In addition to these election process integrity efforts, which are very strong, we have had so many court cases looking at every aspect of the 2020 election. And there will be court cases looking at every aspect of the 2024 election going into it.
And still to this day, over three years after the 2020 election, there still has not been one shred of proof introduced to any court anywhere in the country that would indicate there was any reason to doubt the outcome of the 2020 election. So, voters should feel very confident, and yet the losers of elections continue to lie about them.
Since 2020, election officials have faced threats and harassment, leading to turnover. A voting rights group, the Voting Rights Lab, reported in October that in several battleground states, high turnover in local election offices “means these offices will be understaffed or staffed with inexperienced administrators” in 2024. Doesn’t that portend more trouble?
First, it is unquestionably true that election officials all over the country, Republicans and Democrats, in red areas and blue areas, have been suffering constant abuse, harassment and threats after the 2020 election. And those threats have come not because they didn’t do a good job; they’ve come precisely because they did an amazing job. Somehow they managed the highest turnout in American history, by every measure, 20 million more ballots than in any election ever in America. And they did it in the middle of a global pandemic, when they and their staff and their families were getting sick. And that election has withstood all the scrutiny that the losers of that election could throw at it. It’s one of the great accomplishments of the democratic process in American history. But they are weary. They have been attacked constantly.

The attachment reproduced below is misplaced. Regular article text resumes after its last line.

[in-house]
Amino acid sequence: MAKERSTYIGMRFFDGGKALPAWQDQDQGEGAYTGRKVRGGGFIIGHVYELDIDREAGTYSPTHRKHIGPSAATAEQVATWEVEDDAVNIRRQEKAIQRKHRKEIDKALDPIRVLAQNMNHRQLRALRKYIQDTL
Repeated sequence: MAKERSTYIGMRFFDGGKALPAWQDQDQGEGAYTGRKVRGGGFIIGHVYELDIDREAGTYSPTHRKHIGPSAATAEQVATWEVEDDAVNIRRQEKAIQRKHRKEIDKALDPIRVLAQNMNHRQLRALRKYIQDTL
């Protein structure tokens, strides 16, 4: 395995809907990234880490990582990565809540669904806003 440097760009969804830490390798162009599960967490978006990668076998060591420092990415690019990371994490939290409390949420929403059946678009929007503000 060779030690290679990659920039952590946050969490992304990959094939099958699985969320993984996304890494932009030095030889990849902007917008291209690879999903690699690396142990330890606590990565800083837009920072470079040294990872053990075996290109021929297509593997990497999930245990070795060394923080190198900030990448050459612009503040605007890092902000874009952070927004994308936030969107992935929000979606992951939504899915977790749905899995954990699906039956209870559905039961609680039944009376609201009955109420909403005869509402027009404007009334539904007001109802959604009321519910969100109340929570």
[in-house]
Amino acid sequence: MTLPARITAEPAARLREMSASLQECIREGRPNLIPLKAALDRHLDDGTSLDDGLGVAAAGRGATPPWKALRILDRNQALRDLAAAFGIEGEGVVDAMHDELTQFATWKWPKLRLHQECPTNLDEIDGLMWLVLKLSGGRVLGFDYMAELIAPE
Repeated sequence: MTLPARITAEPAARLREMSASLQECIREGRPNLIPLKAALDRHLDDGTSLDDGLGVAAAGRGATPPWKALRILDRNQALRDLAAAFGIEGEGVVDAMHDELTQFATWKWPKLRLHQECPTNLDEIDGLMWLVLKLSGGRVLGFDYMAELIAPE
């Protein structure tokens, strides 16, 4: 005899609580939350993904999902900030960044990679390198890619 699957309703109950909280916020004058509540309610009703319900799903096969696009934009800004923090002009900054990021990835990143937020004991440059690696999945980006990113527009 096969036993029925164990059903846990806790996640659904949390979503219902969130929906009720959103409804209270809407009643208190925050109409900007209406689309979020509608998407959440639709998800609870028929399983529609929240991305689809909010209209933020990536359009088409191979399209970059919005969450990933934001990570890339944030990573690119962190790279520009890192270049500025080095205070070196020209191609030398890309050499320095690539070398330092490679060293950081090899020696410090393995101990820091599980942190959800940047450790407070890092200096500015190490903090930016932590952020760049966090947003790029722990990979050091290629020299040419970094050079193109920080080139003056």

As some election officials are leaving, we are seeing Americans step up; we are seeing people in these roles step up. We’ve had several major elections since 2020. And those elections went off with very, very few problems. Election officials did what they always do, to give every eligible American a voice, while they had inadequate resources and had to try to navigate a variety of other challenges. And they’ve come through again, and they will come through again in 2024.
What is the biggest misconception among people who distrust our elections?
Many people who don’t trust our elections have never served as an elections worker or a volunteer poll worker. So, they don’t see the 250 years worth of evolved checks and balances that we have in place to make sure that every eligible voter, but only eligible voters, can cast one ballot that will be counted correctly. There are so many checks and balances in place to make sure of that. It’s why voter fraud, while fairly easily detected, is extremely rare. When it happens, we find it and then prosecute it. We know that it’s a tiny, tiny fraction; not zero, but not much more than zero of the overall vote totals.
And furthermore, I think there’s a misunderstanding that all of these checks and balances and the decentralization of our system—where we have 10,000 election jurisdictions running elections at the same time—make it very difficult to engage in any kind of massive, undetected fraud. Even if it were to take place, it would require a conspiracy of millions of people from both parties. It’s as close to impossible to steal a United States presidential election as you can imagine.
A lot of litigation and the Capitol riot of January 6 followed Trump’s loss to Joe Biden in 2020. What do you expect will happen if there is a repeat this year—that is, Trump is the Republican nominee and he loses?
I and many others who work in this space are very concerned about some of the lies being spread by the former president, who may very well be the Republican nominee. He has already demonstrated that the facts and the lives of civil servants all over the country are no impediment to him spreading lies if he loses. We should all expect that he will absolutely spread lies again if he loses, regardless of the margin, and that he will demonstrate his contempt for the Constitution and the rule of law and attempt to delay or interfere with the process by which his loss will be confirmed.
There’s also a chance he could win, and it’s important that we as a society recognize that elections matter. They’re verifiable, they’re transparent; there are legal ways to bring evidence to challenge them. But if your candidate loses—and there’s always an election loser—[it’s important] to accept that outcome and fight the next campaign. But it is a very significant threat that the loser of the presidential campaign could seek to undermine confidence in the election again and incite violence even worse than we might have seen in 2020.